WordPress is dominating the world-wide web currently powering more than 26% of the web. What started out as just a simple blogging platform in 2005, 16 years down the lane, it is the most popular online publishing platform. Its intuitive design and an ever-expanding list of features makes it even more flexible, and the perfect choice for a range of websites. Hence, it’s natural that its appeal will move far beyond its original borders.
Two-thirds of the WordPress users live outside the US. That’s a lot of people who probably speak English as a second language or who might not speak English at all. Unsurprisingly people would like to have WordPress in the language they use. No wonder “How To Translate a WordPress Theme” is the one of the most highly requested topics in the support forums. Overlooking other languages when developing your WordPress theme immediately turns away a whole market of WordPress users and potential clients.
In this post, I’ll be showing you how to translate a WordPress theme. It is surprisingly easy but not quick. The process is labor-intensive and will take a bit of time for you to get sorted. Have patience.
We have boiled the process in the following steps:
Find a theme that is ready to be translated
You’ll need to find a theme that is translation-ready. You can’t just translate any old theme. A theme needs to be localized using the GNU gettext framework. Localizing themes is a completely different process and we will be dealing with that in the coming posts.
If you want to install a free theme that is ready for translation, just go to WordPress.org and then Themes > Feature Filter. Then, on the next page tick “translation-ready” and click Find Themes. And if you’re buying a premium theme, make sure to check/ask if it’s translation ready.
Ways to translate a WordPress Theme:
1st Method: Translating using Poedit
Poedit is a free program which can be used to translate a WordPress theme. Here’s a step-by-step look of the process:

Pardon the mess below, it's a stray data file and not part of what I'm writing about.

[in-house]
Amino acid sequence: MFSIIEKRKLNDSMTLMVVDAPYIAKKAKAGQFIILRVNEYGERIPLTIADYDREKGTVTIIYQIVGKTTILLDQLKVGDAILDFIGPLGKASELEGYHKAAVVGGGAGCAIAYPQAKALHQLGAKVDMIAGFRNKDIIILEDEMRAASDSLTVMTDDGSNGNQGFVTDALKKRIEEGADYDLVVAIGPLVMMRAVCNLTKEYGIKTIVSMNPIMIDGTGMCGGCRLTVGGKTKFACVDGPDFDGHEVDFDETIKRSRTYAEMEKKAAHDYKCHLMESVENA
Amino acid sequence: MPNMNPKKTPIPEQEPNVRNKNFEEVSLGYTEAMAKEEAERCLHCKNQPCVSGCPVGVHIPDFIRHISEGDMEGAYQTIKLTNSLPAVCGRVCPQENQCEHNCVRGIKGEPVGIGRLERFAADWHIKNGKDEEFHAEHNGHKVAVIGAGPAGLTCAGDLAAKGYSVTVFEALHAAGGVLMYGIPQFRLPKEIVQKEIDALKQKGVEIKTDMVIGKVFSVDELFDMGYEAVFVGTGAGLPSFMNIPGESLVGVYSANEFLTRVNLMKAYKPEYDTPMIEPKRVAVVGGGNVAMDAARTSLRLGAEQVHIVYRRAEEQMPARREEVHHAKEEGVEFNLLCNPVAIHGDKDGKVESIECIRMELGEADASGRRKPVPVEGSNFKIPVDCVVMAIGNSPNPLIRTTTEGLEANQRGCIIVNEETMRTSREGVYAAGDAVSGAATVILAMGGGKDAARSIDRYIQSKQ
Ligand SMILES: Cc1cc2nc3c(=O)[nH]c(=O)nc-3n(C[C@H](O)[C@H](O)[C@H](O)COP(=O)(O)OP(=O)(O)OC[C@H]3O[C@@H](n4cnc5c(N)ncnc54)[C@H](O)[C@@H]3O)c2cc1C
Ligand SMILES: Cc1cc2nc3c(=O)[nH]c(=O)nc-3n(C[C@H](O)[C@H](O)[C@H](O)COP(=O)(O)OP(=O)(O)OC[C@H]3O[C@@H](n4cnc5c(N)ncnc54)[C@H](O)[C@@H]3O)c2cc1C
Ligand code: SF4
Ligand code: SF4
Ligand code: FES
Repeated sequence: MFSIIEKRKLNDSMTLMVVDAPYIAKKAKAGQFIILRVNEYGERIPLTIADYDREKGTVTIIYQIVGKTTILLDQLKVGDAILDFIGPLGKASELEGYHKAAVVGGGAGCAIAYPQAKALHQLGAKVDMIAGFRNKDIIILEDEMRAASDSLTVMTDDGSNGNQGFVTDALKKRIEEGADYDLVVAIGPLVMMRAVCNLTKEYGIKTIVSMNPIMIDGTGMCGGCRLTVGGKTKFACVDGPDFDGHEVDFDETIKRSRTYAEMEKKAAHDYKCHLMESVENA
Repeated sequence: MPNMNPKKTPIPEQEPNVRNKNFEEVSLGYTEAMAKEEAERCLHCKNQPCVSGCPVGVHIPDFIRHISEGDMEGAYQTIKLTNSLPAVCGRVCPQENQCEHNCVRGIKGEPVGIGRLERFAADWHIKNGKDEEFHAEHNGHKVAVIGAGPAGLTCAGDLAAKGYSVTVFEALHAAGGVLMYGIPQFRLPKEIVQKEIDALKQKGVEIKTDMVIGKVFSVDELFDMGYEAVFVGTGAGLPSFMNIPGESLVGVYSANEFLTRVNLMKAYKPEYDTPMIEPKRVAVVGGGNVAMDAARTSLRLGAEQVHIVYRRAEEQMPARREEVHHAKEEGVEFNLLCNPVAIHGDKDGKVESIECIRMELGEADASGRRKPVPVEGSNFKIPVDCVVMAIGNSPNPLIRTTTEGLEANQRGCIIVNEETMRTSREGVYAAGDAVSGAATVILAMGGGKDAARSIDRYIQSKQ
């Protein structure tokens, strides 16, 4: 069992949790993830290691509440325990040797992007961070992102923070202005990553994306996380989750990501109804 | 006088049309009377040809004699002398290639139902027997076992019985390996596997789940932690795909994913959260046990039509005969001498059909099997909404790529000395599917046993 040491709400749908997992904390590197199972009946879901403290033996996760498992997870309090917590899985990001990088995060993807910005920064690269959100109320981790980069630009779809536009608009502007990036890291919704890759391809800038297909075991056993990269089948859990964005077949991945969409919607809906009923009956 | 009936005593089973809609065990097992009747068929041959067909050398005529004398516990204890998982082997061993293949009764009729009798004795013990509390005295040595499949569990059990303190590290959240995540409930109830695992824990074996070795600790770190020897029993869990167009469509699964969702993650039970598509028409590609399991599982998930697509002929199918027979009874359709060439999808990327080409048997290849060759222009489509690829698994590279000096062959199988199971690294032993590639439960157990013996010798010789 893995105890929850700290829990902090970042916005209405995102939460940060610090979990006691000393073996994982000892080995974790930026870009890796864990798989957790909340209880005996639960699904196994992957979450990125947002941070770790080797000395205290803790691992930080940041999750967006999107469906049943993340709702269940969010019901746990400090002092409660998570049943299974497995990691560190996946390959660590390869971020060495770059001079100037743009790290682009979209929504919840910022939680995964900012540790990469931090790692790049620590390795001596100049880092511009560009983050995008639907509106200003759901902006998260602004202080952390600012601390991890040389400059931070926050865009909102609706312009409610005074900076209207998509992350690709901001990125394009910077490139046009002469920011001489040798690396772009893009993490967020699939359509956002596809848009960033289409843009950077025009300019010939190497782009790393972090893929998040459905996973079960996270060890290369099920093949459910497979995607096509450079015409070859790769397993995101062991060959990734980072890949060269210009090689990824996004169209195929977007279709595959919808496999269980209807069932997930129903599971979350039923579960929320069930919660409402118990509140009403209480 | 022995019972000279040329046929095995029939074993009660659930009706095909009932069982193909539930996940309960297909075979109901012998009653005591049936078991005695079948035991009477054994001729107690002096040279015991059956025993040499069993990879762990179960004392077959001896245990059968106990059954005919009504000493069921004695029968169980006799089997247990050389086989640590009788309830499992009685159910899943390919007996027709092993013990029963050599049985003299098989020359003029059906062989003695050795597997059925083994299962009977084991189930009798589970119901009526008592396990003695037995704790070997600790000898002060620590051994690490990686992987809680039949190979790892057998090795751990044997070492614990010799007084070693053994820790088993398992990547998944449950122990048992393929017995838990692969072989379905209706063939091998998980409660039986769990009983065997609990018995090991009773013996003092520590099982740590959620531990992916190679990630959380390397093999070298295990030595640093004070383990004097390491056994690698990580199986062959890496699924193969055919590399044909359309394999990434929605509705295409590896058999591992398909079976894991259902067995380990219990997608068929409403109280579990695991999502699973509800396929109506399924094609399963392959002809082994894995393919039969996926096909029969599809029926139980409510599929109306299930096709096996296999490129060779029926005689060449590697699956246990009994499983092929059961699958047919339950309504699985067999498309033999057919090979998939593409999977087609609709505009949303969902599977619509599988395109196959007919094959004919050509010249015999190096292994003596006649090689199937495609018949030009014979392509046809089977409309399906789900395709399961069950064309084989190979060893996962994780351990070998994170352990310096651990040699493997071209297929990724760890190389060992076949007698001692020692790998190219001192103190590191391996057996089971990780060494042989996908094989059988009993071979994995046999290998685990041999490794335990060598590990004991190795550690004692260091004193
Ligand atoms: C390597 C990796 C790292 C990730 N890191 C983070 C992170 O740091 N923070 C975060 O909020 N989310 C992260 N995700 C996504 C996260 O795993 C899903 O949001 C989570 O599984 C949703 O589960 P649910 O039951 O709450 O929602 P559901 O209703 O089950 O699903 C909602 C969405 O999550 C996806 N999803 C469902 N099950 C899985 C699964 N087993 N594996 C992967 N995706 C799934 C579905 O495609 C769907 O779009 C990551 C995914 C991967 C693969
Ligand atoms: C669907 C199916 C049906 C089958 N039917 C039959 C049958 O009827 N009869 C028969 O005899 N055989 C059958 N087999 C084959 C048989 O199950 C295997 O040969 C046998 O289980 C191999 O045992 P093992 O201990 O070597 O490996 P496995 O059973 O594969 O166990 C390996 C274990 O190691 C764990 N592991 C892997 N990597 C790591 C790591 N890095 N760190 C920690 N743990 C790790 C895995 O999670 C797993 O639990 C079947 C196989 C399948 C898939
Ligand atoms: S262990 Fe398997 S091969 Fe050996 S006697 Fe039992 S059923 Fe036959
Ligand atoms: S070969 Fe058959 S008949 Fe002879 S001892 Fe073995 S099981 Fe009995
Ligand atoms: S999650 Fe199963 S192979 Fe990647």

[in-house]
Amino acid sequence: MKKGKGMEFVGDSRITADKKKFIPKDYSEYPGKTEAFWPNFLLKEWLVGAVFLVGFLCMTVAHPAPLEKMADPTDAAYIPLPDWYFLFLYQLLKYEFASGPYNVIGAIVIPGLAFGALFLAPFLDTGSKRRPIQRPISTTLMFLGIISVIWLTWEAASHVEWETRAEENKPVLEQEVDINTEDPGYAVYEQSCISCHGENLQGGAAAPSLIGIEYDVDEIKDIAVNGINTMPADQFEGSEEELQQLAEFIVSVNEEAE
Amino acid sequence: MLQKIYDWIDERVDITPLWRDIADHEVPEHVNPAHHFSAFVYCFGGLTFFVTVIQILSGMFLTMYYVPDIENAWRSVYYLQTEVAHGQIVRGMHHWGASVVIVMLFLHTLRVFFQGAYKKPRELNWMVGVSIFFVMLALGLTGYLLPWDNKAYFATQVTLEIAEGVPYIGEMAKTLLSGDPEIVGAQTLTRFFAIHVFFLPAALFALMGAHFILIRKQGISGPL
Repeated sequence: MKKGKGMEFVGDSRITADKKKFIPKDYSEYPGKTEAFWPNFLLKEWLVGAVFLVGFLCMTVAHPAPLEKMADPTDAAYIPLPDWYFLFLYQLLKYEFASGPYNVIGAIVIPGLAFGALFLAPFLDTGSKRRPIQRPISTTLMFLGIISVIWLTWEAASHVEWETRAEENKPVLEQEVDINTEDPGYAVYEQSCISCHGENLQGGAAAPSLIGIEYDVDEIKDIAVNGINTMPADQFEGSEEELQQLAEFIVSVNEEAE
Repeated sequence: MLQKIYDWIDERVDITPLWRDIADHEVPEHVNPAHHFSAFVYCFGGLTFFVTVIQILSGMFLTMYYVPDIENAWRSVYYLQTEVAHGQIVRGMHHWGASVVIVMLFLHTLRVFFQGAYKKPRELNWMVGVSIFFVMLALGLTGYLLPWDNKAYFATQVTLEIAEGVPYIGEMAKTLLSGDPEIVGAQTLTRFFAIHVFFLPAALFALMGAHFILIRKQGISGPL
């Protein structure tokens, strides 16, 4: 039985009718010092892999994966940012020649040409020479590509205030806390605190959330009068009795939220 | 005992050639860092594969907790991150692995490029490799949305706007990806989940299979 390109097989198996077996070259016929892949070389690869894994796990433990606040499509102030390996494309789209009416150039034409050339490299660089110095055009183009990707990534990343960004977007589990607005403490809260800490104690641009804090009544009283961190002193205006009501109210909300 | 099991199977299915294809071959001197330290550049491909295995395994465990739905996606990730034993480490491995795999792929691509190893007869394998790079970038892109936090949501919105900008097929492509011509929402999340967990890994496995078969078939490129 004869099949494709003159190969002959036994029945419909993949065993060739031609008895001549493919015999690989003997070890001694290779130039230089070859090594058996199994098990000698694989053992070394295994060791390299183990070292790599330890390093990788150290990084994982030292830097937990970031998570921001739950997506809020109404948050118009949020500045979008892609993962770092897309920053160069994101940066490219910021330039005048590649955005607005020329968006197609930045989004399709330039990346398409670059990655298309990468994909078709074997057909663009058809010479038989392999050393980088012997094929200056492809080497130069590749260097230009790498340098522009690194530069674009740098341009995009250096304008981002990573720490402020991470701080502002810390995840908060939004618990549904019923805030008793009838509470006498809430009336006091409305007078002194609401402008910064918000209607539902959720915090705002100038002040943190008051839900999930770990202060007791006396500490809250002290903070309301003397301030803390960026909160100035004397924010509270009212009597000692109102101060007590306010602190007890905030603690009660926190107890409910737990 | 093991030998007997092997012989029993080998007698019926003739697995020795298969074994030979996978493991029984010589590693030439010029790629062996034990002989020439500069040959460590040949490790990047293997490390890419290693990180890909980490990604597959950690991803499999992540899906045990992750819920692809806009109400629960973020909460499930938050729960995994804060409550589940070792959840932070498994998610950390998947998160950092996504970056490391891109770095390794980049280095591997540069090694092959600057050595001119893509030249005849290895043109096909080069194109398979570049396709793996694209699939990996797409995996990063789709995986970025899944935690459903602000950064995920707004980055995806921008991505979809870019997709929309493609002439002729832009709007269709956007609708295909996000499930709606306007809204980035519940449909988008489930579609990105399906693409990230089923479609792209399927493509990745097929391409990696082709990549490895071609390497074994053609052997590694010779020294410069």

Firstly, install Poedit and open it. Then, go to File > New Catalog from POT file and select the POT in your theme’s languages folder.
A catalog properties will pop up asking for information what you are translating. Enter the language you want to translate here.
Simply, press OK and you’ll be asked what you want to name your translation file. Now, usually with filenames it doesn’t matter what you call it, but translation files are a lot stricter and the file name is crucial to your translation working correctly. Each language and country has a specific code you will need to use when saving translation files; for instance, if you’re going to translate a WordPress theme into Spanish you’ll name your file “es_ES.po”, whereas if you’re translating into German you’ll name the file “de_DE.po”. To break it down; the first lower-case letters define the language, whereas the second upper-case letter define the country. In many cases the language and country will be the same, hence “de_DE” for Germany, but what about languages like English or Portuguese that are spoken in several countries natively? In these cases there will be a difference in the first and second letter pairs; for the UK, the code would be “en_GB“, whereas for the USA it will be “en_US”. If you’re not familiar with the codes for your native language and country you can head over to the GNU website, where they have all the codes for Language and Country. Remember, if you use the wrong naming convention WordPress won’t be able to use your translation, so double-check if necessary.